Do you know any adult illiterates? It makes me sad.

Discussion in 'The Watercooler' started by DDD, Jan 5, 2012.

  1. DDD

    DDD Well-Known Member

    I hired an adult former difficult child to clean up my warehouse. He is the father of two, very hardworking and thinks I'm terrific. I knew he "had trouble reading" but I was deeply saddened and a bit shocked when I gave him a twenty and sent him to a store down the street to get "paper towels, windex and toilet paper". It is a store he frequents with his family almost daily. He said "I better ask your Grandson to go with me so I get the right things. He knows how to read better than I do."

    How tragic is that? He's almost thirty and went to our local schools until he was sixteen. Geez, no wonder he dropped out. He can't read or write. Who to heck would stay in high school under those conditions? Sadest of all is that he has two little girls under four that are "his angels". He does almost everything for them. I almost got tears in my eyes when he told me that he has their names tatted on his chest so when people ask how to spell their names he can show them.

    People wonder about the high unemployment. They wonder why "we" have to support people who do not have jobs. Why don't people wonder how society can intervene to help kids learn how to survive legally in our world. By first grade this man should have been identified and helped. Sigh. DDD
     
  2. TeDo

    TeDo Guest

    That IS sad. I know it happens all too often and it seems to be getting worse in some places.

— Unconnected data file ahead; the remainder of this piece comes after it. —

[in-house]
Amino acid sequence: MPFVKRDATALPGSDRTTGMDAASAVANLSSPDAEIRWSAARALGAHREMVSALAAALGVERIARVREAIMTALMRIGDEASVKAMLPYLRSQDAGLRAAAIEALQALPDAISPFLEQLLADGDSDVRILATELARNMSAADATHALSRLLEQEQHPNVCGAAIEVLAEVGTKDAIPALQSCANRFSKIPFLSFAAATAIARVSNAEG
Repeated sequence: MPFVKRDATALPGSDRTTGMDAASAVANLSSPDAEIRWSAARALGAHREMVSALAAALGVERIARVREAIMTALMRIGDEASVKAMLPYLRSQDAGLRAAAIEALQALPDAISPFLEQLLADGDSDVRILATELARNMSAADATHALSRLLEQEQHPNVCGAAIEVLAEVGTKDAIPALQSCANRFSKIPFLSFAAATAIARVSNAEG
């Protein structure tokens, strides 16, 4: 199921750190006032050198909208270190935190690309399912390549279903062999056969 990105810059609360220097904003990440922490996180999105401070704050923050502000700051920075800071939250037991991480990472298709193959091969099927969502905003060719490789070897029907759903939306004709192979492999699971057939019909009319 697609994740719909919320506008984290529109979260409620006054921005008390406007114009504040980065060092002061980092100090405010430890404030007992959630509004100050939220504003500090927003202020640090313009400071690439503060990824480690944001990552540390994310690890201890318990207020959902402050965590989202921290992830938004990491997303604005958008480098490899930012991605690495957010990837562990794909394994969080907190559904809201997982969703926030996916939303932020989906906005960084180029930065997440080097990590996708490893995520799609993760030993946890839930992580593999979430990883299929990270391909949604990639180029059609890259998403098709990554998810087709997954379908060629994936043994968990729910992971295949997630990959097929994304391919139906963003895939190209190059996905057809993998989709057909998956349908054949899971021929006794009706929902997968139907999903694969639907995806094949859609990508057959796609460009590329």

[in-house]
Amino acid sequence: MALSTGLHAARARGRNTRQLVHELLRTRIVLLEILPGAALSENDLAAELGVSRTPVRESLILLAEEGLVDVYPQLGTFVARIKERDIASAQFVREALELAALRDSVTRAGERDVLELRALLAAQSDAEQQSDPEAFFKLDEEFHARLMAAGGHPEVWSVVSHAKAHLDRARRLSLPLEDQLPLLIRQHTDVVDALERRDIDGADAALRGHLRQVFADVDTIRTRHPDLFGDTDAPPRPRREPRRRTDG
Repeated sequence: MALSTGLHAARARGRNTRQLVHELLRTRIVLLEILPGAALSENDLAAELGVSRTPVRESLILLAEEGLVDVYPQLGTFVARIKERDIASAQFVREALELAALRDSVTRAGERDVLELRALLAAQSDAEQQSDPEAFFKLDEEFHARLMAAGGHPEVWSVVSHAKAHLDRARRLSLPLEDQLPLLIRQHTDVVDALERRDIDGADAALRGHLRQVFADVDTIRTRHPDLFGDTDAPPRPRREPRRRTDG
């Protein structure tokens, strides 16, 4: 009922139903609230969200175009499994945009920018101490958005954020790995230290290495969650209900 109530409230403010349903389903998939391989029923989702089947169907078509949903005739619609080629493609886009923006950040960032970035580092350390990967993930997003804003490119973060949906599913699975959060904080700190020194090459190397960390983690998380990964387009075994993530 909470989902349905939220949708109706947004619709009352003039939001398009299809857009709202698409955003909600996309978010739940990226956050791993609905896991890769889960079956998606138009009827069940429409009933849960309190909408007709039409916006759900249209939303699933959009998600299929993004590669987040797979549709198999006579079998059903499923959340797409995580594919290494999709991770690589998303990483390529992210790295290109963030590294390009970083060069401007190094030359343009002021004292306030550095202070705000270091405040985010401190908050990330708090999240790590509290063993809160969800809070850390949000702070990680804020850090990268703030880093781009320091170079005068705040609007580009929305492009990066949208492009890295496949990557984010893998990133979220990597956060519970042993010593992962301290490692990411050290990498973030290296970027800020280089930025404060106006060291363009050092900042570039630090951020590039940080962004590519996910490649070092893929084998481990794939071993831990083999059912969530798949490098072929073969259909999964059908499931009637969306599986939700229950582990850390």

3. InsaneCdn

    InsaneCdn Well-Known Member

    For some people, the learning disability is severe enough that they do not get past it, even with good interventions. It makes life really difficult, though... perhaps in a case like this, there needs to be a way to document the (very real) disability - its no different than being blind or deaf or in a wheelchair - for some people, there are things they just can't do.

    Kudos to YOU for taking him onto your staff!
     
  4. everywoman

    everywoman Active Member

    You know, years ago, this young man would have been encouraged to learn a trade very early on. He may have been targeted for Special Education. Some disabilities just can't be "fixed." Unfortunately, mandates in education have both helped us and harmed us here in the US. We are under the notion that everyone can learn at the same pace, and with standardized education, that is the way we approach it across the board. We are leaving some behind---both those who can learn and those with learning disabilities. We offer very little vocational education---and as we move from a manufacturing to a service job market, well, we must provide training the trades for those who will not/can not go to college.